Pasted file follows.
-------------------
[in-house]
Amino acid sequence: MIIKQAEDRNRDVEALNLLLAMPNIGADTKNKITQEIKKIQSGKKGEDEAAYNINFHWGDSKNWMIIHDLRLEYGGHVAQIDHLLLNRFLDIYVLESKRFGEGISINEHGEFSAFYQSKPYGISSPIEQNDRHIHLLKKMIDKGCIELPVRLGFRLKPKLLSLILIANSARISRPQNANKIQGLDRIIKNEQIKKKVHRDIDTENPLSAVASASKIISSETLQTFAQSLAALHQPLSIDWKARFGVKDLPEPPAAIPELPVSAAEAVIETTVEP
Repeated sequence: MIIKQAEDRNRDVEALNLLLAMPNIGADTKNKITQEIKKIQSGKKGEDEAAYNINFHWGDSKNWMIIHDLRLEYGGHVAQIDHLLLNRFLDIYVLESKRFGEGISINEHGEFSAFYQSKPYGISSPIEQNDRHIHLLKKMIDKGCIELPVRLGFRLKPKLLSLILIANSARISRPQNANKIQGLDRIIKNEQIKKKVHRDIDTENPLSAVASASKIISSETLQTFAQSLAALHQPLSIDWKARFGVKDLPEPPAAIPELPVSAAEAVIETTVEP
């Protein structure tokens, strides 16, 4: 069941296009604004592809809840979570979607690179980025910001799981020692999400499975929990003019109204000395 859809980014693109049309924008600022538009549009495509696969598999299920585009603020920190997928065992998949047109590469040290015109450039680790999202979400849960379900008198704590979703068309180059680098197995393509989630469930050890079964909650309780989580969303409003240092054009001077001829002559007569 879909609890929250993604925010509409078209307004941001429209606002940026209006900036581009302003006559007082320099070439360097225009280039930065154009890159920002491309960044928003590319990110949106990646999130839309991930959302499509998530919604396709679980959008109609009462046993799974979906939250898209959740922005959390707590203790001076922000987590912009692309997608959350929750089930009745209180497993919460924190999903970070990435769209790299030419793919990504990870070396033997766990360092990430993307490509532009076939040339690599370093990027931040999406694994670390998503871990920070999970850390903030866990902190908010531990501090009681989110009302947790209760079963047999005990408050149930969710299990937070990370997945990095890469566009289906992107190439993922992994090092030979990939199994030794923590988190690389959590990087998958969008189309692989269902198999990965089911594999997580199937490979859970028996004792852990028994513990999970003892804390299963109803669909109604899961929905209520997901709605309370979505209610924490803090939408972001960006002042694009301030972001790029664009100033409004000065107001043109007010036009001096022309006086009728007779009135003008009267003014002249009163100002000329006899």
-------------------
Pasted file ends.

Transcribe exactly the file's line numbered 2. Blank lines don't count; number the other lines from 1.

Amino acid sequence: MIIKQAEDRNRDVEALNLLLAMPNIGADTKNKITQEIKKIQSGKKGEDEAAYNINFHWGDSKNWMIIHDLRLEYGGHVAQIDHLLLNRFLDIYVLESKRFGEGISINEHGEFSAFYQSKPYGISSPIEQNDRHIHLLKKMIDKGCIELPVRLGFRLKPKLLSLILIANSARISRPQNANKIQGLDRIIKNEQIKKKVHRDIDTENPLSAVASASKIISSETLQTFAQSLAALHQPLSIDWKARFGVKDLPEPPAAIPELPVSAAEAVIETTVEP